However, the immediate demand that Margalit be fired, in a public declaration, seems superfluous to me. Even if he found a place to write for, Margalit can’t allow his byline to appear above an article without imagining the scorn and ridicule it would arouse. It’s enough to let the testimonies do their job. As opposed to “fresh” assaults, which are handled by the existing legal system, albeit in a light-handed way, when it comes to “old” assaults we would do well not to turn into vengeful persecutors.

The issue of punishment for acts of aggression and violence that were perpetrated in an era of different criteria, and which are officially subject to the statute of limitations or were not defined as crimes, will always be with us.

What will we do if and when it is recognized and decided that mistaarvim (Israeli undercover units), torturers in the Shin Bet security service, heads of corporations that pollute the environment, architects who designed buildings on stolen land, pilots who bombed a civilian population and employers who created slave-like conditions for their salaried workers — were deliberate partners to crime?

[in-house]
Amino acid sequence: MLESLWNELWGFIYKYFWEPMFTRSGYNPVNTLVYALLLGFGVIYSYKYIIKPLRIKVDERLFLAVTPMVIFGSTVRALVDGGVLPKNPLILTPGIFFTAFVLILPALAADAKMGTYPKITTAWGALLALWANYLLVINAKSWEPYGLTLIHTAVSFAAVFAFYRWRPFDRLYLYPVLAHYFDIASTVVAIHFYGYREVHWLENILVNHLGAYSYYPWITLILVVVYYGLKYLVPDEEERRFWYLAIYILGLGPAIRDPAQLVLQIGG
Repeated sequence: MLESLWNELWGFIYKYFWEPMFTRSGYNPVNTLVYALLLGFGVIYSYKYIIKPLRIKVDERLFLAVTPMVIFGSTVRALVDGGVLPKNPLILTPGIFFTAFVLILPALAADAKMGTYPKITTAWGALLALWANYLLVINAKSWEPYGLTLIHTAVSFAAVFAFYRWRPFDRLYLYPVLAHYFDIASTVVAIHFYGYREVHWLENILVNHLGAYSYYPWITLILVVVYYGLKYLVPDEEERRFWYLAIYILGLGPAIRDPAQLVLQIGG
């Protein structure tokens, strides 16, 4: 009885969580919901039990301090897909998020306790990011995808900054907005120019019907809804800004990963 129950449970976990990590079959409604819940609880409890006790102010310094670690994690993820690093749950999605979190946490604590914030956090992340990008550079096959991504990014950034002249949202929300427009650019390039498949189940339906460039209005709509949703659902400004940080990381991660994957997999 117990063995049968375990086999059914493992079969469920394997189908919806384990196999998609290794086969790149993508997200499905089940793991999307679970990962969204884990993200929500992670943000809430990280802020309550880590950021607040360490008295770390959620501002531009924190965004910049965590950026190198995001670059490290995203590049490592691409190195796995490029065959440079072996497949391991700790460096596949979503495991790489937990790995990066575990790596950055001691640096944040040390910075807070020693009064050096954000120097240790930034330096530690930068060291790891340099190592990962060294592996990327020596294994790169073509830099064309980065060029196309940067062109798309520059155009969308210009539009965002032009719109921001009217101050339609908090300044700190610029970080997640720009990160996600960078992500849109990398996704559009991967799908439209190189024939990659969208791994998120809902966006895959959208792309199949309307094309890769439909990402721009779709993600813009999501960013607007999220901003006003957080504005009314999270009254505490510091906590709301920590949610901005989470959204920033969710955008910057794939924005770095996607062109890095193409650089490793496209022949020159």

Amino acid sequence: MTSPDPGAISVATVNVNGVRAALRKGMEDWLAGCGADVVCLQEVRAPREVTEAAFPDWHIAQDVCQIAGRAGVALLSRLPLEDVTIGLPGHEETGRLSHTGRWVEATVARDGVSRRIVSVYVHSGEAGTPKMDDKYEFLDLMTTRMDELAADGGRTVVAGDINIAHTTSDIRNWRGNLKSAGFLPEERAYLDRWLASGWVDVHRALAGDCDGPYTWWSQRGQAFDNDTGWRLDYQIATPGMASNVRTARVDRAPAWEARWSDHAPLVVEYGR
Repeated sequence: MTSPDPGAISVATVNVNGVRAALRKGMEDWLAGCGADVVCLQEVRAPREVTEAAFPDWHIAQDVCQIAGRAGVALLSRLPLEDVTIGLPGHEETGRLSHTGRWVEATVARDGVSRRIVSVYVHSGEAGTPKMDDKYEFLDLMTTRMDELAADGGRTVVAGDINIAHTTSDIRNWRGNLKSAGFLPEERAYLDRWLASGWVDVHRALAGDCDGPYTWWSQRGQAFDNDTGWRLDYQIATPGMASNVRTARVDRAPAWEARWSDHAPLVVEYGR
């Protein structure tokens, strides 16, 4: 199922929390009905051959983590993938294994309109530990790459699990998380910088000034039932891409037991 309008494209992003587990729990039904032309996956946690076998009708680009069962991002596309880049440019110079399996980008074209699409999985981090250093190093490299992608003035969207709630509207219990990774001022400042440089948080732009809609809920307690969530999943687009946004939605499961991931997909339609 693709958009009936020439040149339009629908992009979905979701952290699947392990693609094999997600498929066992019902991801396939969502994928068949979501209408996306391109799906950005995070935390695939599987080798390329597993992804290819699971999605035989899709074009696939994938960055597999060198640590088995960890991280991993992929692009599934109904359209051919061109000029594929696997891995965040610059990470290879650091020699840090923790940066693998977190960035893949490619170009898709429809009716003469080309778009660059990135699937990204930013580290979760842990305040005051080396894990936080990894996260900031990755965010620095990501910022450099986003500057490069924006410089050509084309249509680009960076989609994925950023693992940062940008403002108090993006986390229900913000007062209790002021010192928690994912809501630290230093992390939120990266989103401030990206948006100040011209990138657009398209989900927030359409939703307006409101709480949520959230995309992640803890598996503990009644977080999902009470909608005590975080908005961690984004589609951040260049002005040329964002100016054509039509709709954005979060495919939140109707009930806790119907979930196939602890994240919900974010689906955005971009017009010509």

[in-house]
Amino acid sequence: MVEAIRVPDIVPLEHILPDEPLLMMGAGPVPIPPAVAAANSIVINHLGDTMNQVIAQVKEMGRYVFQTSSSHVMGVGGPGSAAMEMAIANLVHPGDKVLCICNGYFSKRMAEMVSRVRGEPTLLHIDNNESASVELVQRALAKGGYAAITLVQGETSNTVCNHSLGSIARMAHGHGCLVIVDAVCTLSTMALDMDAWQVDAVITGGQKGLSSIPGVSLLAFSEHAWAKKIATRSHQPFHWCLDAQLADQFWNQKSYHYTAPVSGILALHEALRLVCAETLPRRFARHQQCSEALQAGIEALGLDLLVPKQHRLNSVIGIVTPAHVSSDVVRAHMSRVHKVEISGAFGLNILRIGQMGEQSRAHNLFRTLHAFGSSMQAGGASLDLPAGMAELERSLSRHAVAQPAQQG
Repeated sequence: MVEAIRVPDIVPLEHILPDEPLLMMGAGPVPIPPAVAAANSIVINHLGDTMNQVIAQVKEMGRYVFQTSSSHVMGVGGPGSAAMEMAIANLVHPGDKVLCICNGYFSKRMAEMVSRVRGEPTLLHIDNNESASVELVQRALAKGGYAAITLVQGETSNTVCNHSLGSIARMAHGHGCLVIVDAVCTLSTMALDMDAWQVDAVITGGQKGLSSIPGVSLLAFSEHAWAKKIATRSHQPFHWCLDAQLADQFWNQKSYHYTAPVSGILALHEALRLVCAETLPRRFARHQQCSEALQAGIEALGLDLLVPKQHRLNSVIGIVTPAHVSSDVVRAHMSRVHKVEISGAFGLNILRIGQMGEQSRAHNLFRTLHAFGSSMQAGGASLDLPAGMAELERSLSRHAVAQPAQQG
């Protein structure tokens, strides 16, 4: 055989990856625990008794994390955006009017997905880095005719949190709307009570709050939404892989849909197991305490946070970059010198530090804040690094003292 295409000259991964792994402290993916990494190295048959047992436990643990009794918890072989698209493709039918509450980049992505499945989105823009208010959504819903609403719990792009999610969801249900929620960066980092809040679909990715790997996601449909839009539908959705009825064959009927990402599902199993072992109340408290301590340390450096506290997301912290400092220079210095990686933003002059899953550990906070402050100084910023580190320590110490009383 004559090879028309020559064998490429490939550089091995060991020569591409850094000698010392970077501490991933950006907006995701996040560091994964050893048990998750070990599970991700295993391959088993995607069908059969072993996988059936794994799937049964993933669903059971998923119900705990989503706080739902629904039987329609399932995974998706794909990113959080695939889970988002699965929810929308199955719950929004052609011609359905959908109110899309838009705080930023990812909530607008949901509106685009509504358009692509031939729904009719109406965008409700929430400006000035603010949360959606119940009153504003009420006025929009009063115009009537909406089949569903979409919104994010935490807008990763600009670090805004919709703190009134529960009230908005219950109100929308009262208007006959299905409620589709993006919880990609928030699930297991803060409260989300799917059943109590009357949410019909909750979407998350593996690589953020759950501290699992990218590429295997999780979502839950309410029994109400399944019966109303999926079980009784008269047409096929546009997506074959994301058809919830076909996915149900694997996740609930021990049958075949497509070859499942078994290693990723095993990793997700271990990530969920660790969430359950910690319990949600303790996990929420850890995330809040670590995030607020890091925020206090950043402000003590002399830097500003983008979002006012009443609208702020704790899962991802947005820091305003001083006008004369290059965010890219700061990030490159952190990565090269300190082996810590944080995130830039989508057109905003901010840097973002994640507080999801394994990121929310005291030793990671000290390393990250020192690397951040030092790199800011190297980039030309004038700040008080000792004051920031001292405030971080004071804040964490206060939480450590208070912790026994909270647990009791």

Some of them are already criminals according to international law and without a statute of limitations. Will they be fired? Will their pension be frozen? Will they be ostracized from society like those who informed the Stasi? Or will future generations make do with truth and reconciliation commissions, as in South Africa? Everyone should realize by now that social struggles change the standards and that the very change judges and punishes.

The (still slim) erosion of male authority arouses hope that the same process will take place for other areas of domination. But we repeatedly discover that there is no correlation, and that there is progress here and a major retreat in civil opposition to other types of oppression. Two texts in Haaretz showed me the degree to which our historically structural violence against the Palestinians is so self-evident that it is forgotten. . .